Archive for the ‘politics’ Category

From Channel 23 (ABC) in California:

It starts well, but goes downhill, as usual:

For the last few months, the Tehachapi City Council meeting has started off with an invocation prayer, but a letter sent last week from the Freedom From Religion Foundation has Tehachapi residents debating the constitutionality of saying the prayer.

Tuesday night’s council meeting started with the standard Pledge of Allegiance, but unlike meetings over the last six months, no prayer.

There’s still that pesky “under God” in the pledge.

While the council discussed the letter in closed session, the public spoke out in favor of the prayers during public comment.Only one person spoke out against the prayer, but said it would be OK if the prayer was more inclusive.

I think that person probably has their heart in the right place, but as long as there is prayer at all, it will continue to be exclusive to anyone who does not believe in god.

“They’re making schools not give scholarships to other religious colleges,” Councilman Shane Reed said during the meeting. “So, this is the type of group we’re dealing with and I encourage everyone to look at their site and see what we’re dealing with.”

I’m not entirely sure what they are referring to, probably because I think they got their facts wrong.  They are not denying scholarships, they are concerned about the use of taxpayer money in violation of the Establishment Clause.  And they are fighting against “… the Bush Administration’s claim that it can use taxpayer money to support religion without complaint by taxpayers”. I’m guessing they skimmed the information and picked up information on a case that was stated as a precedent for the current lawsuit Hein v. FFRF.  In that case:

Flast v. Cohen (1968) permitted a taxpayer challenge of federal assistance to religious schools. The court ruled that challenges could be heard that question the use of “the taxing and spending power . . . to favor one religion over another or to support religion in general.”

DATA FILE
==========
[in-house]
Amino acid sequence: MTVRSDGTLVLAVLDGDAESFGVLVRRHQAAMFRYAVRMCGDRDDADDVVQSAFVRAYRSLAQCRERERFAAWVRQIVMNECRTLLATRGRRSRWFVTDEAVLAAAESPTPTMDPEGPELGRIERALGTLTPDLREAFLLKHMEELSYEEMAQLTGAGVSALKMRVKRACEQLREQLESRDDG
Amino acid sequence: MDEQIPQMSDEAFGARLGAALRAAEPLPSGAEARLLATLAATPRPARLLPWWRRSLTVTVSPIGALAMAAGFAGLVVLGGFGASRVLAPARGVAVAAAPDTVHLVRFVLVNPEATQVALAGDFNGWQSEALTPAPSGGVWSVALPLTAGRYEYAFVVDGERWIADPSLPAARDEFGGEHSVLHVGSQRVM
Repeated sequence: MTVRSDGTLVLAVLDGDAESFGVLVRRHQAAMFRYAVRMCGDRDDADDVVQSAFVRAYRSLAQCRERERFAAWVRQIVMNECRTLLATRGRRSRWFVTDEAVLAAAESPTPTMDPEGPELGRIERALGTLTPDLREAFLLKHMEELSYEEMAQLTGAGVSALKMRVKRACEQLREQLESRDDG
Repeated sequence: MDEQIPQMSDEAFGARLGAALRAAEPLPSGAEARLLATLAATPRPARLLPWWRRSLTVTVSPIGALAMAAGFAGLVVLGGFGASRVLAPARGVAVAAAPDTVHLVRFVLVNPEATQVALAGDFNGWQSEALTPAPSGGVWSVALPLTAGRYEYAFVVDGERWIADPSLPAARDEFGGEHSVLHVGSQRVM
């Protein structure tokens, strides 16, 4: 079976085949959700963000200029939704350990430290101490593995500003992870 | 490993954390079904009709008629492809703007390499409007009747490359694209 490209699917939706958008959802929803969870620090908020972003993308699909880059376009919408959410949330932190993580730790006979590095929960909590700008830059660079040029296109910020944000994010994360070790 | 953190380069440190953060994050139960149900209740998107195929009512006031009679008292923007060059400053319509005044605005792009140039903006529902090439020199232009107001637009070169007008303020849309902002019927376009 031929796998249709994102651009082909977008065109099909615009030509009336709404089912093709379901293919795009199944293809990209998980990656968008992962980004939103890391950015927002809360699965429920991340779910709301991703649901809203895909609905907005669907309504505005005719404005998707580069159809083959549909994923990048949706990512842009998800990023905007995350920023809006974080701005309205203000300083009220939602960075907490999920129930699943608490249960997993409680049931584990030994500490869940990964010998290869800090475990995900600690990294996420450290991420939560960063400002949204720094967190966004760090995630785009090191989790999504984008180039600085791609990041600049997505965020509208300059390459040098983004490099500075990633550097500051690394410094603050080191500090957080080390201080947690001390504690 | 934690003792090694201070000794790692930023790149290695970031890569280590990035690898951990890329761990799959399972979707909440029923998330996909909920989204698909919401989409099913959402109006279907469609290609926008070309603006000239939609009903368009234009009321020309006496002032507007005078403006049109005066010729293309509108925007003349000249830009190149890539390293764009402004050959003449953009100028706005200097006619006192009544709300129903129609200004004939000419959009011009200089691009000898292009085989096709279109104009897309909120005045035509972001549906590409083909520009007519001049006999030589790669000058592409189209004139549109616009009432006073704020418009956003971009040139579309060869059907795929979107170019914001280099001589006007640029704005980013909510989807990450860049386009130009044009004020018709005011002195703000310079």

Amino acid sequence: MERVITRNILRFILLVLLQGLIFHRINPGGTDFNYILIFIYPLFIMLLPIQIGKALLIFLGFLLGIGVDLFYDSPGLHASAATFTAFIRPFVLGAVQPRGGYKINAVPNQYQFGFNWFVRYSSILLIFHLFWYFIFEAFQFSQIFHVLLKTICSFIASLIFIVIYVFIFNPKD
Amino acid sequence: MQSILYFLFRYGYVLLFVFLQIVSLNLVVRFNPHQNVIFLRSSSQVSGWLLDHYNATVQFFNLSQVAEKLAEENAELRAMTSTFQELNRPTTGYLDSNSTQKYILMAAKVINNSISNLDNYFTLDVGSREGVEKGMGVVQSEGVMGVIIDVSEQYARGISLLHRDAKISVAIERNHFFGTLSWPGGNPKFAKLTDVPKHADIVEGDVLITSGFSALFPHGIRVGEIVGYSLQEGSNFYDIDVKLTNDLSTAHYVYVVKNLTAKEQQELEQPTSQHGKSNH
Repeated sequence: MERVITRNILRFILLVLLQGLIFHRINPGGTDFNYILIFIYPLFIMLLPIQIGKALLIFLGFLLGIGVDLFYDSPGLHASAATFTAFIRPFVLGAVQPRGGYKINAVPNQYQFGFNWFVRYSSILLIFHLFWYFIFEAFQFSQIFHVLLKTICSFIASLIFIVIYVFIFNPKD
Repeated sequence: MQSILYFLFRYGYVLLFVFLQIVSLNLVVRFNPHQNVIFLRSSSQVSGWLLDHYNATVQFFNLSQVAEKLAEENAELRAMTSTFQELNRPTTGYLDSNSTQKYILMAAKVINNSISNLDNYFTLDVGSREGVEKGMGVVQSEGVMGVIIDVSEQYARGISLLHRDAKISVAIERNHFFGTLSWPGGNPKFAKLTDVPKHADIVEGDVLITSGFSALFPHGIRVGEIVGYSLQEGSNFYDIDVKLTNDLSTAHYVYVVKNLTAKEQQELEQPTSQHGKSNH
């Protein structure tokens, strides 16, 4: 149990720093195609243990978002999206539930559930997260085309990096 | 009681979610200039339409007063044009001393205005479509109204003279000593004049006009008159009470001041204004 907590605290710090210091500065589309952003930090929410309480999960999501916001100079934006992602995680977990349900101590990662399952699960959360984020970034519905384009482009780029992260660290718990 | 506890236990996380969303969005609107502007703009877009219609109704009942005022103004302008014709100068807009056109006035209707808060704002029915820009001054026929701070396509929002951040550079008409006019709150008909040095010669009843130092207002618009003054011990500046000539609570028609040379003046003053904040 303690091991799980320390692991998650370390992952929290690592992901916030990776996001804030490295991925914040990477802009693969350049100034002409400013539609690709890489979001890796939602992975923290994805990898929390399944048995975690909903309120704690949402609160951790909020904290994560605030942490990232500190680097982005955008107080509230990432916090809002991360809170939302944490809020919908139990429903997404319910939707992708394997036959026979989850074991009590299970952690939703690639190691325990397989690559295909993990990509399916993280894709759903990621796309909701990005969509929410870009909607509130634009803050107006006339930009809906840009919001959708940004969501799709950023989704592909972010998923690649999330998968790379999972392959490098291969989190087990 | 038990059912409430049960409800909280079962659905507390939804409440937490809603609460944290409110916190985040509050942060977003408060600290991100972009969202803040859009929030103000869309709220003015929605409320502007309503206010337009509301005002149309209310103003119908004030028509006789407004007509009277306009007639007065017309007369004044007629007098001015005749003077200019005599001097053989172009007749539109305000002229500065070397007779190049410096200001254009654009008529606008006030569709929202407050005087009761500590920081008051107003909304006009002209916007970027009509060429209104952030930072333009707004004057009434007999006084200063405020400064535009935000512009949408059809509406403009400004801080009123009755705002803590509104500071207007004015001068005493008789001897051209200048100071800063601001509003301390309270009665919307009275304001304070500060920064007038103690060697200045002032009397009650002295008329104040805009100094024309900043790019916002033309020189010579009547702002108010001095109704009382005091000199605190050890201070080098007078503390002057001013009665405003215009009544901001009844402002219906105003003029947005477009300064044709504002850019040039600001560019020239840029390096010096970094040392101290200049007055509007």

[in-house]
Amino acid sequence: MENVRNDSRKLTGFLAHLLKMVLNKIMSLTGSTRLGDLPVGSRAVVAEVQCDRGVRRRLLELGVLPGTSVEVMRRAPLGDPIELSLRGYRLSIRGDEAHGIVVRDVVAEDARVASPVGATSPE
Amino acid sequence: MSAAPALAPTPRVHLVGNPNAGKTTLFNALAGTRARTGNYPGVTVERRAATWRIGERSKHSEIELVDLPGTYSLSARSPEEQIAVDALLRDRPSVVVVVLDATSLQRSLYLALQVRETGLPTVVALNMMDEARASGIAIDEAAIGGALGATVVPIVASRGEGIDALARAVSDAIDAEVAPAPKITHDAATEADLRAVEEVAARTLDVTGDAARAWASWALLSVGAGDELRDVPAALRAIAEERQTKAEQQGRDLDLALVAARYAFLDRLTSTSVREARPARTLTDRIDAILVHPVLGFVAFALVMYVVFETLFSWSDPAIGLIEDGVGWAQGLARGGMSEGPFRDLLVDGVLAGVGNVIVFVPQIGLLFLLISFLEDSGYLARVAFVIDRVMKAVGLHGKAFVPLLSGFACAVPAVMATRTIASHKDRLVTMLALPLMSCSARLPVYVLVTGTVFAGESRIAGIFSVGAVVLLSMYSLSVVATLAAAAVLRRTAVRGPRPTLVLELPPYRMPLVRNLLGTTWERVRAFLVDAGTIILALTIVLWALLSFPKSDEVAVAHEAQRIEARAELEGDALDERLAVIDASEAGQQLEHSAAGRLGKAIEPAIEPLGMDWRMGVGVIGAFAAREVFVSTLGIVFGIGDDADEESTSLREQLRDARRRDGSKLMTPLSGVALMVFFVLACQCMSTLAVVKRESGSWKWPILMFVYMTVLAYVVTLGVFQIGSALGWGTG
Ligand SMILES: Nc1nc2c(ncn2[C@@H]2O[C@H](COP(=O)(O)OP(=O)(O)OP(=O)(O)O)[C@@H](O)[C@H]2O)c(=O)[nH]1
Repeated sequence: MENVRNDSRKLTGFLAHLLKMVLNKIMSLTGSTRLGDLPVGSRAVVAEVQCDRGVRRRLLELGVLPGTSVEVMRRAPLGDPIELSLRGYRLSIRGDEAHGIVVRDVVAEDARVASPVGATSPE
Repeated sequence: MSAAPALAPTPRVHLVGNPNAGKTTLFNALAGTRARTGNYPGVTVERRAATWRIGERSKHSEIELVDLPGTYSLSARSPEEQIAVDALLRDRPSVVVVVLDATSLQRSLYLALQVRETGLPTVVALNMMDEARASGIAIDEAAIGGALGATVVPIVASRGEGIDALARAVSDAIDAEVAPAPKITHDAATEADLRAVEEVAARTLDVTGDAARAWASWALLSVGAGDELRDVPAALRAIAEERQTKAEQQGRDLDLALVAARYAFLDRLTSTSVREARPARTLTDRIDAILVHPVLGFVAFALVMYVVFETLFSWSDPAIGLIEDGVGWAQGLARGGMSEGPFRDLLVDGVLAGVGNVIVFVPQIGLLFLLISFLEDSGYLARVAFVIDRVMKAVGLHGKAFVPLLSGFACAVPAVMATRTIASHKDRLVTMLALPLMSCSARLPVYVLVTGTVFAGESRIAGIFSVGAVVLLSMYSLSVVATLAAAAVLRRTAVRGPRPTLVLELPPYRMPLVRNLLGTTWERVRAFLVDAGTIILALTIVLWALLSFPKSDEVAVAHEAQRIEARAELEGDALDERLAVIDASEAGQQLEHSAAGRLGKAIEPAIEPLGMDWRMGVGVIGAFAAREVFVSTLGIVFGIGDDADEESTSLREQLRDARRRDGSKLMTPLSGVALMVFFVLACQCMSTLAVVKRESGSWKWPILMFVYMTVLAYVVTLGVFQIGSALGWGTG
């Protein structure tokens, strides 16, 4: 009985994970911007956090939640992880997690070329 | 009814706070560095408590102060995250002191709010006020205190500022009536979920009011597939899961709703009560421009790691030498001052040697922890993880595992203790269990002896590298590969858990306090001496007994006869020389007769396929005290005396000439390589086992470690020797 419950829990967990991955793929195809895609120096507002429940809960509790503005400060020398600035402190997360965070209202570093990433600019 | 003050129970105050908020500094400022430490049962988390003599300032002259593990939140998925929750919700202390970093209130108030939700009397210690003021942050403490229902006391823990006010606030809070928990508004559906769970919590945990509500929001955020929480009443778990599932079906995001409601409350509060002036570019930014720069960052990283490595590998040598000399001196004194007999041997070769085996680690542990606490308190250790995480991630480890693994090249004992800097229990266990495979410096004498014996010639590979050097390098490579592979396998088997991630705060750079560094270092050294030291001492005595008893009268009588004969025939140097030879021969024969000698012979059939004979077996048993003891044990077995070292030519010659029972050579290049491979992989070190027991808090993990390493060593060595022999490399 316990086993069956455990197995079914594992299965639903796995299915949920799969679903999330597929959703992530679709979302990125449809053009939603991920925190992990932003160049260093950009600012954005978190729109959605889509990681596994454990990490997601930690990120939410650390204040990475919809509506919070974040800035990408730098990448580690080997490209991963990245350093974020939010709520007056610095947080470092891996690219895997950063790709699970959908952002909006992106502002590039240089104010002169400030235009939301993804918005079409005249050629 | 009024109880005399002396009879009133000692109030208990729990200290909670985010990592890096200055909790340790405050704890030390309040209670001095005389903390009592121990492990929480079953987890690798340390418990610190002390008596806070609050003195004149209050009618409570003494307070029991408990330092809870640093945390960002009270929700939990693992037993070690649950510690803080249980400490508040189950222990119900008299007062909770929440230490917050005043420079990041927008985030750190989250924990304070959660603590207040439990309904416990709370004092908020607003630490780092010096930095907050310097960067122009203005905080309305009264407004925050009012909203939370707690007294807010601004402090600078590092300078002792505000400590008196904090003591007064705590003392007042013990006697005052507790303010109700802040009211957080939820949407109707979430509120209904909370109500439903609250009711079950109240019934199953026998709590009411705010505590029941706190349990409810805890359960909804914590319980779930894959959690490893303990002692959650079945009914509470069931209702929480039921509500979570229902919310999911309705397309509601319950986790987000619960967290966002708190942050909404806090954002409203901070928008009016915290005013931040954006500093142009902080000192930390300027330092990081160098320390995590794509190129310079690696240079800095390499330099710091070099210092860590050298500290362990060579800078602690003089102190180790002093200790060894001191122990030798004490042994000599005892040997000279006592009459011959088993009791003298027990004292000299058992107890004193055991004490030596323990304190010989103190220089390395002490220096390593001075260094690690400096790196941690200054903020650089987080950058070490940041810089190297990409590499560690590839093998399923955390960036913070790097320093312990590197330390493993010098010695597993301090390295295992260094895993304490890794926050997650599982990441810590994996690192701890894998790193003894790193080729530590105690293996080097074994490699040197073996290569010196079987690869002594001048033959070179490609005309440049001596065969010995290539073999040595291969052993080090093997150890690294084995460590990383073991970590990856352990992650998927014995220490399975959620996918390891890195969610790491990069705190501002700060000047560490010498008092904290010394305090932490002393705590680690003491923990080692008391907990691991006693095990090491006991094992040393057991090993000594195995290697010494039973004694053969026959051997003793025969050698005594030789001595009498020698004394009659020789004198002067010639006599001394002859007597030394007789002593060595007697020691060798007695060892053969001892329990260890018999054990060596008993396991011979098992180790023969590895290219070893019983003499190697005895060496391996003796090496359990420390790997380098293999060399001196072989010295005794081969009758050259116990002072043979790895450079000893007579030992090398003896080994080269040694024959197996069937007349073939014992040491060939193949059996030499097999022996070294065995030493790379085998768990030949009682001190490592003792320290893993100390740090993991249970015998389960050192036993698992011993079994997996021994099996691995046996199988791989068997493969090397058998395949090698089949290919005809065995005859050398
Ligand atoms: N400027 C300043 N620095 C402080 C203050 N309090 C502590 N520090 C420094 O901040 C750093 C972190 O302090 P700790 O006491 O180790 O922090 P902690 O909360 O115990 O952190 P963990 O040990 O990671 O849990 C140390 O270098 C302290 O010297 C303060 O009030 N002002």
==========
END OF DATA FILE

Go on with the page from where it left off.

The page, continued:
And the typical response already in the comments:

How can this happen? “In God We Trust” is on all our money, but we can’t pray? This world is getting worse. What’s next, “Freedom of Speech?” I’m sadden by the Country that I love is trying to push out the God that loves us and was there when we won our FREEDOM. IN GOD I DO TRUST~! My freedom I’m worried about..

Oh you can pray, on your own time. You may not take time in a government venue to basically hold people hostage and proclaim your faith that they may not share.  It’s called separation of church and state and it’s one of the tenets our country was founded on.  I almost commented there, but at the last moment I saw the sign that said “Don’t feed the trolls”.


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Maybe its the fact that I lean pretty damn far to the left on the political spectrum, but I don’t understand how people can actually want President Obama to fail.  It has been widely reported that Rush Limbaugh has said as such, and repeatedly.  There is even a group on Facebook that is called a conservative protest that in their mission, state that they are looking for Obama to fail.

If Obama fails, we have failed as a nation.  If Obama fails, it is in no small part due to the carnage left behind by President Bush.  If Obama fails, the economy, which is teetering on a precipice, could fall even further, causing nationwide business and personal catastrophe and tragedy.

If Obama fails, everybody fails.  And people, what is so damn scary about Obama succeeding?  Why I can imagine the horrors now, people actually can find a job at a living wage, going to the doctor doesn’t require deliberation because everybody has health insurance, we will no longer have troops deployed and dying in a war that was started based on lies.